Insects and other foods the trout may be eating:
1. Blue-winged Olives
2 . Sculpin, baitfish and small crayfish (Imitate with streamers)
4. Little Winter Stoneflies
New Great Smoky Mountains National Park Trout Food Series - Part 14
Monday, I stressed the importance of being able to recognize and distinguish
between the different types of nymphs - clinger, swimmer, crawler & burrower; and
larvae - cased, free-living, and net-spinning.
Tuesday, I explained one of two reasons doing so is very important - or part one of
what I call the big "Match The Hatch Mistake" - failing to select a fly that matches
the particular type of nymph or larva we intended to imitate. I pointed out that
most all the emphasis is placed on how well our dry flies match the naturals and little
or no emphasis on how well our flies fished below the surface (nymphs/larvae
imitations) match the naturals. Today, I am continuing with part two of the big "Match
The Hatch Mistake" which happens to be even more important than part one.
Part Two - The Big "Match The Hatch Mistake"
I feel sure most all of you have heard probably heard the saying that "the
presentation of a fly is the more important than the particular fly you use". It's
a well overused and often abused statement that's almost like saying the
engine of an airplane is more important than its wings. The fact is, it takes
both the wings and the engine to get the airplane off the ground and flying.
When it comes to being able to consistently catch trout on imitations of
nymphs, larvae and pupae (flies fished below the surface of the water) both
good fly selections and good presentations are necessary. You could say
that part two of what I call the big "Match the Hatch Mistake" is
presenting the fly the wrong way in all the wrong places.
For purposes of keeping this as simple as possible, I will limit this for the
time being to fishing nymphs. The primary reason for knowing the type of
nymphs you are trying to imitate is that it tells you where and how to fish
the fly you are using to imitate the nymphs. There's only four basic types -
clingers, crawlers, swimmers and burrowers. In the streams of Great Smoky
Mountains National Park, for all practical purposes, we can eliminate the
burrower nymphs. There are a few species of burrowers and the ones that do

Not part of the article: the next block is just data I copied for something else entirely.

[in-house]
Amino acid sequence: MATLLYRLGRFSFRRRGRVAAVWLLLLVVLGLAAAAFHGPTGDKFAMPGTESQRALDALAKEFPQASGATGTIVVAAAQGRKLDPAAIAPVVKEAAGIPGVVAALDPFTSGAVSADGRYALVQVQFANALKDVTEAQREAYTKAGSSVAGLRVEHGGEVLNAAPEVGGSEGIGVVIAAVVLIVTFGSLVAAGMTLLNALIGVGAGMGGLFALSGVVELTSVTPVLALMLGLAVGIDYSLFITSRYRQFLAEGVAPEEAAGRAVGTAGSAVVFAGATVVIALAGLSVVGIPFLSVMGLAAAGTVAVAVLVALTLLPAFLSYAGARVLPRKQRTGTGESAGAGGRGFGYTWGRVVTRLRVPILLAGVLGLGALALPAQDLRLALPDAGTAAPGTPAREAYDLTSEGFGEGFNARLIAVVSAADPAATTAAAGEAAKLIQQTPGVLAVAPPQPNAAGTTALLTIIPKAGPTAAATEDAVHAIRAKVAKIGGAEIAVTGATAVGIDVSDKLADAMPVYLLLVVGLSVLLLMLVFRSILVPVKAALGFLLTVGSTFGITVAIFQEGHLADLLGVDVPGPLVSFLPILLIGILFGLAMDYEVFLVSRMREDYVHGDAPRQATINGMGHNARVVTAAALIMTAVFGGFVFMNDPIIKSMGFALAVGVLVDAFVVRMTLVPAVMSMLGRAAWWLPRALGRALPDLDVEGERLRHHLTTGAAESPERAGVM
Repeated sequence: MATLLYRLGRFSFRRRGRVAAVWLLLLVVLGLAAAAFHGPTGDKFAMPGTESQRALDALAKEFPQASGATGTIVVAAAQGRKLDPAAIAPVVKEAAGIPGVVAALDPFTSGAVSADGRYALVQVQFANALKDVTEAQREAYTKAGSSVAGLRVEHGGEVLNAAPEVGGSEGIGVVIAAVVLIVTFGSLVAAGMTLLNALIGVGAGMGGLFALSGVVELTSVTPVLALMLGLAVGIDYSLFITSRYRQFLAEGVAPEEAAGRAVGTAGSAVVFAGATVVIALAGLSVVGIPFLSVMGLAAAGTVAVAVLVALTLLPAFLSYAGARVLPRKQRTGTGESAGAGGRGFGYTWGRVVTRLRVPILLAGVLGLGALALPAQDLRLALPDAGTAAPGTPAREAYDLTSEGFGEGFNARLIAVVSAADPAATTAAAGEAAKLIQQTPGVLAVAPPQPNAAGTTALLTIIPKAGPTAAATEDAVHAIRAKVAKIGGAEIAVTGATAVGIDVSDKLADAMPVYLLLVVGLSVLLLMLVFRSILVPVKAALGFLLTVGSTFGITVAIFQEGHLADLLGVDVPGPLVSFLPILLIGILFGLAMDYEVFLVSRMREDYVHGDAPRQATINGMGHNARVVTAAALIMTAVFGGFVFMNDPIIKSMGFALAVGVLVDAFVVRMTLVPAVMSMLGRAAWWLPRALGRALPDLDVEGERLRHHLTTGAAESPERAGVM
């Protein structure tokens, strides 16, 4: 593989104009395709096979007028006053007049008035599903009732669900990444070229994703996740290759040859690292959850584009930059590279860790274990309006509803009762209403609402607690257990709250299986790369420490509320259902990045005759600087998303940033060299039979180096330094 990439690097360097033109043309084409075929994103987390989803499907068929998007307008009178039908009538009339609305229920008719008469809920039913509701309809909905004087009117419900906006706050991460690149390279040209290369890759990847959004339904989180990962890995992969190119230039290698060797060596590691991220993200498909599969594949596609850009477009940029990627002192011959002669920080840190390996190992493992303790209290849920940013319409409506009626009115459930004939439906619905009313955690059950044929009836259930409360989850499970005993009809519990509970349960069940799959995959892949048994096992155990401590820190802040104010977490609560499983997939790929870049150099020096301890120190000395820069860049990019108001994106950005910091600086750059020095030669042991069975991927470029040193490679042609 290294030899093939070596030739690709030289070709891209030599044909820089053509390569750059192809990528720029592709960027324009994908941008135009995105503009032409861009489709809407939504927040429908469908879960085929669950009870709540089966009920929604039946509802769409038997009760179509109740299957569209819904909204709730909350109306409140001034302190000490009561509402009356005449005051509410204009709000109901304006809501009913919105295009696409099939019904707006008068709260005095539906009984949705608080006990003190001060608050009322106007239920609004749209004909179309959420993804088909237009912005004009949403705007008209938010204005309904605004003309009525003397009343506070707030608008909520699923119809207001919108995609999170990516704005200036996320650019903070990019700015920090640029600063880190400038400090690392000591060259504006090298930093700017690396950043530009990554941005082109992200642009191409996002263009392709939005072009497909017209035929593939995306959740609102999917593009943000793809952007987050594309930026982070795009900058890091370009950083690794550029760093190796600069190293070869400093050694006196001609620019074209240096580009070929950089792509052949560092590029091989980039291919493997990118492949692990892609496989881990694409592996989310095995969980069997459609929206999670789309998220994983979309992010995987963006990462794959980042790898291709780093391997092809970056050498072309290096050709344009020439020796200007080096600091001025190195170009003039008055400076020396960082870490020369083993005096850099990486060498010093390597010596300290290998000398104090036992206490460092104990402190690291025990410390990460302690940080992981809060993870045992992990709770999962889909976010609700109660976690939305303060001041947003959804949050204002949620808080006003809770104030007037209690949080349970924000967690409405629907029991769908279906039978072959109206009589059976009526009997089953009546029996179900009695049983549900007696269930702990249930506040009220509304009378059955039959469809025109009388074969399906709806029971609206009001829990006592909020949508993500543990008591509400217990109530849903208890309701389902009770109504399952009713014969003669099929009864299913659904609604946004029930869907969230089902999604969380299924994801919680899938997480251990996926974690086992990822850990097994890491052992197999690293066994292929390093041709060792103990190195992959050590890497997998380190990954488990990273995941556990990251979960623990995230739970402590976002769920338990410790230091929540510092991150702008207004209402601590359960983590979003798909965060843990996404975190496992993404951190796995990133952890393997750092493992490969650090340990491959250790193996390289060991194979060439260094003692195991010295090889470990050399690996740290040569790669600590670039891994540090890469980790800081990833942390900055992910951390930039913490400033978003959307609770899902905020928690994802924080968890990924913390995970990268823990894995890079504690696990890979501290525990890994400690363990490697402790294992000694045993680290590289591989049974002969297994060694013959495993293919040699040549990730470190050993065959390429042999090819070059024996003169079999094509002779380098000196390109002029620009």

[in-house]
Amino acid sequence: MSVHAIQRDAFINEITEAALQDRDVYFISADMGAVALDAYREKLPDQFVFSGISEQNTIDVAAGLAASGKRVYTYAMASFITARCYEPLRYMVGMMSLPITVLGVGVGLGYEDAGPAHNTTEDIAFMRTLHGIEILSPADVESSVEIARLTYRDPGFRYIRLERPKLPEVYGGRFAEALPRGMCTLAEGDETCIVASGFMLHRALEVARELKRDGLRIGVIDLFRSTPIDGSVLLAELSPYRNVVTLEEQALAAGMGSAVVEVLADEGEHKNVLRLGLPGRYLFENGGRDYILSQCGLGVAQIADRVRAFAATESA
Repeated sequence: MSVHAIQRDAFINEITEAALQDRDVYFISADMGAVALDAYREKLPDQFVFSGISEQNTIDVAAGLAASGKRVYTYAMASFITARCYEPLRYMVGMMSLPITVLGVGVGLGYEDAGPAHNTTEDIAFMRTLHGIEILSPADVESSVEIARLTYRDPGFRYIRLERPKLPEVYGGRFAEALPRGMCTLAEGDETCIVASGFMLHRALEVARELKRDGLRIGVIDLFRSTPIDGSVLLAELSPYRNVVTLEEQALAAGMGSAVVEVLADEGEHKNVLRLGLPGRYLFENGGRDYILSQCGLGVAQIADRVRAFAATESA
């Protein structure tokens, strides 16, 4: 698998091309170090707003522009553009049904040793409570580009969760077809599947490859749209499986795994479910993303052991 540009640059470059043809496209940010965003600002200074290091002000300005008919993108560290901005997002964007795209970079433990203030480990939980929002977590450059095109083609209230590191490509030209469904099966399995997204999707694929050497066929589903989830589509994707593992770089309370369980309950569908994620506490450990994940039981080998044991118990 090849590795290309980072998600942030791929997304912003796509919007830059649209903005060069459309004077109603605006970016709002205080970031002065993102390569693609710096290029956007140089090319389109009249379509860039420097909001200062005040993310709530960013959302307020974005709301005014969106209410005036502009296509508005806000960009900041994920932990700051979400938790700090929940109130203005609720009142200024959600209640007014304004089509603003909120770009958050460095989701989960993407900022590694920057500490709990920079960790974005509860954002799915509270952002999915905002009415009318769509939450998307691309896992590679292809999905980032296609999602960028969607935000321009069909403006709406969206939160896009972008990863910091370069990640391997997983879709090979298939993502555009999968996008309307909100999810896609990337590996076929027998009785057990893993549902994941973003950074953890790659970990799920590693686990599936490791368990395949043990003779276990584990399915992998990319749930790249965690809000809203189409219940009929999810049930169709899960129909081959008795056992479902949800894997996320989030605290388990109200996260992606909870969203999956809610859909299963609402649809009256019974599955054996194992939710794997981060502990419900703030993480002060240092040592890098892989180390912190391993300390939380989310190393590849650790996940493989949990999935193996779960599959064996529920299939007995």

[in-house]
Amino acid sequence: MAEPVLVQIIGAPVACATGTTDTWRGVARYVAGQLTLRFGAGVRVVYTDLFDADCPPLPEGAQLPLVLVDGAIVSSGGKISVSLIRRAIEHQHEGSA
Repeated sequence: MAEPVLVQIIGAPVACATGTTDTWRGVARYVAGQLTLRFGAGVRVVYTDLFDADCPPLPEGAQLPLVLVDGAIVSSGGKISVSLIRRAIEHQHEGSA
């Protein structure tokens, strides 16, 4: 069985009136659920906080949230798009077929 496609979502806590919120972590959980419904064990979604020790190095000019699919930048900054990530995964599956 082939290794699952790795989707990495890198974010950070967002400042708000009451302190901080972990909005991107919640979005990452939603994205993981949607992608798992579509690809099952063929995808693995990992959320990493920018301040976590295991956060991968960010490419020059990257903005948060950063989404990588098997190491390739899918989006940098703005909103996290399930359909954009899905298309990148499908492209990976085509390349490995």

exist to any appreciable extent are mostly limited to Abrams Creek. Most of
the mayfly nymphs in the park are clinger nymphs. All of the stonefly nymphs
in the park are clingers. The second most plentiful type of mayfly nymphs are
the swimmers. Almost as plentiful as the swimmer nymphs are the mayfly
During the next three days, I will look at these three types of nymphs as they
relate to the streams of the Smokies, starting with the plentiful clinger
nymphs. First of all, the most plentiful species of clingers are the March
Browns, Quill Gordons, Light Cahills, Cream Cahills and Little Yellow Quills.
Why are these nymphs plentiful? They prefer fast, well oxygenated water and
there's no shortage of that in the Smokies. These mayfly nymphs can actually
"cling" to rocks. They are flat shaped and streamlined such that the water
tends to flow over them. If you don't believe it, try picking one up off of a rock.
By the way, this brings up the next point. You probably won't find one on the
top of a rock. You will need to pick up the rock quickly and look at the bottom
of it. Clinger nymphs live down between and under the rocks on the bottom in
the fast water. You will find them under the rocks in the bottom of runs and
riffles. You will very rarely find one out crawling around on the bottom. They
feed mostly at night and even then, the do so mostly beneath the rocks and in
the cracks and crevices, not just out totally exposed on the bottom. They stay